The 2011 North Coast winegrape harvest began later and lighter than normal and even more than 2010, which suffered from some of the same early-season bad weather and cool summer conditions of this year.
As sparkling wine producers started harvesting grapes in the past couple of weeks, winemakers have found predictions of lighter tonnage bearing fruit. They and makers of table wine are cautious about any curve balls the weather could throw the industry this year, as in last year’s late-season heat wave and downpour.
The crop in the North Coast region could be more than 10 percent lighter than last year’s, based on the early view of the incoming sparkling winegrapes and what is maturing on the vine for table wine, according to Brian Clements, senior partner and wine grape broker for Turrentine Brokerage of Novato.
The 2010 crop in the region totaled more than 425,000 tons and $900 million, and tonnage and revenue last year were lower than in the good-sized crop of 2009 because of weather and economic conditions.
Pinot noir and merlot grape yields this year appear to be 5 percent to 10 percent lighter; cabernet sauvignon and chardonnay, 10 percent; and sauvignon blanc, 15 percent, according to Mr. Clements.
Mumm Napa on Aug. 22 began crushing what little fruit comes outside the county — pinot gris and some chardonnay from Solano County — and received the first 80 tons of Napa Valley pinot noir grapes last Monday, according to winemaker Ludovic Dervin.
“That’s a pretty big start,” he said. Big, but late for the Rutherford winery, about five days later than last year’s already-late crush date.
Mr. Dervin is projecting Chandon’s crop this year to be 4,200 tons, which would be light for the winery. Because of having Napa in the brand name, the winery is limited legally and marketing-wise in making up for seasonal shortfalls.
“I’d be happy to reach 85 percent of that,” Mr. Dervin said. “The sparkling wine category is doing very well right now.”
The smaller grape berry sizes seen this year could reduce that crush projection further because of fewer gallons of juice — the press fraction — from each ton of grapes, he said.
If the crop is as light as expected, Mumm Napa may have to more closely manage its stocks on hand this year, look to blend more from the 2012 crop and adjust distribution and bottle prices to stay within the winery’s current production target of 250,000 cases a year, Mr. Dervin said.
Sonoma County bubbly bottler J Vineyards & Winery started crushing grapes also on Aug. 22. Other sparkling wine houses in the county — Iron Horse Vineyards near Sebastopol and Gloria-Ferrer Cave & Vineyards in Sonoma Valley — also are starting to bring in fruit.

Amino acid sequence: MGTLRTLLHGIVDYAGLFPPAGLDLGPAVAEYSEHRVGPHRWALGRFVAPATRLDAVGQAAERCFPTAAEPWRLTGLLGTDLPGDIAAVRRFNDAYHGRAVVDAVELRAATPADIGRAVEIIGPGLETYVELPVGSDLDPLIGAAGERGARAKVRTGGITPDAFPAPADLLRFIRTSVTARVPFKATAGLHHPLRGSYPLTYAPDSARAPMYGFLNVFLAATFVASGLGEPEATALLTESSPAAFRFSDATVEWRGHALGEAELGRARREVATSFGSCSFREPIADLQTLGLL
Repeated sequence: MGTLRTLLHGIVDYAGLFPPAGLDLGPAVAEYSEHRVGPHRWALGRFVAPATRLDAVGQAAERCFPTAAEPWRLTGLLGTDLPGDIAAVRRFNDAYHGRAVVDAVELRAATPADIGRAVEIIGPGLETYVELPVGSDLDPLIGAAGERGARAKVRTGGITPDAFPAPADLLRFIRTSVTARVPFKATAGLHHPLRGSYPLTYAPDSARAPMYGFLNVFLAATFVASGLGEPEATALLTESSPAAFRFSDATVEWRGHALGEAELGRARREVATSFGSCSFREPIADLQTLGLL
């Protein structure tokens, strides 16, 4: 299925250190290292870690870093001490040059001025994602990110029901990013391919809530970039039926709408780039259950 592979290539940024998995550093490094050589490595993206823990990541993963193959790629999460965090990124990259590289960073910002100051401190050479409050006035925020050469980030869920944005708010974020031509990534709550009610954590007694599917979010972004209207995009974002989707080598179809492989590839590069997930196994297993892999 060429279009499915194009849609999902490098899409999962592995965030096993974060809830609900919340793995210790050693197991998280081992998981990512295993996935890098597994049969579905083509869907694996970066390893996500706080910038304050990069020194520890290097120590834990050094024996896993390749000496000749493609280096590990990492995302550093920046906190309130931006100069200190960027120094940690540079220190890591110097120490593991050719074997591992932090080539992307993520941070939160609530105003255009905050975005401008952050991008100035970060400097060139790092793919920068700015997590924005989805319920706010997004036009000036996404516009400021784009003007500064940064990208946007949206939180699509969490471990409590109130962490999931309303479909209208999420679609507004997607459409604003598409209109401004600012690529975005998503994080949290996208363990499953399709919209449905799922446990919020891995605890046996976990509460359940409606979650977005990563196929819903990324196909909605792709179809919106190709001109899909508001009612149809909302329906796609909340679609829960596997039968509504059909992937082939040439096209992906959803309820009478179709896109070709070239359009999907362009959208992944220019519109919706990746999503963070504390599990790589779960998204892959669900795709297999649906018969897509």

Grapes for the Piper Sonoma brand started arriving on Aug. 26 at Rack & Riddle Wine Services, a Hopland custom producer of the wine, according to facility partner Bruce Lindquist.
Domaine Chandon in Yountville crushed its first grapes also on Aug. 26, according to a spokeswoman.
Schramsberg Vineyards in Calistoga received more than a dozen tons of Napa Carneros pinot noir from Richburg Vineyard on Aug. 29, two days later than last year and 15 days behind the typical start of crush for the winery, according to spokesman Matthew Levy.
“Overall, the vines are looking really good to us,” he said. “They are maturing very well with the help of the consistent weather. The 85 to 90-degree highs throughout July and August have been great for the vines.”
Cool spring temperatures this year extended the vine self-pollination stage, or bloom, longer than normal, and occasional showers disrupted that pollination, resulting in fewer grape berries forming, a situation called shatter. Yet, several sparkling wine producers said the crop is exceptional.
“This is the best that our estate Petit Verdot has ever looked,” said Mr. Levy of Schramsberg.
Domaine Carneros in Napa Carneros started picking some of its pinot noir grapes last week as they reached the desired sugar concentration — 17 degrees Brix, according to winemaker T.J. Evans.
“The chardonnay is quite a bit farther behind at 10 to 12 Brix,” he said. “But the forecast is nice, with temperatures in the upper 80s, which is prime for the metabolic rate of the vines.”
The grapes are being picked about two weeks later than normal for the source vineyards, he said.
“It’s going to be a little bit longer and a little bit lighter, kind of like 2010,” he said. At this point, the winery could crush 975 tons of grapes for the sparkling wine program, compared with the “quite heavy” 1,100 tons last year.
The market outlook for local winegrapes looks good. The amount of bulk-wine for sale is relatively low, so one- and multi-year grape contracts are being signed in the major North Coast regions, including in Mendocino and Lake counties, Mr. Clements said.
“We’re getting to the point — not too much this year but certainly next year — when growers and wineries will make money,” he said.
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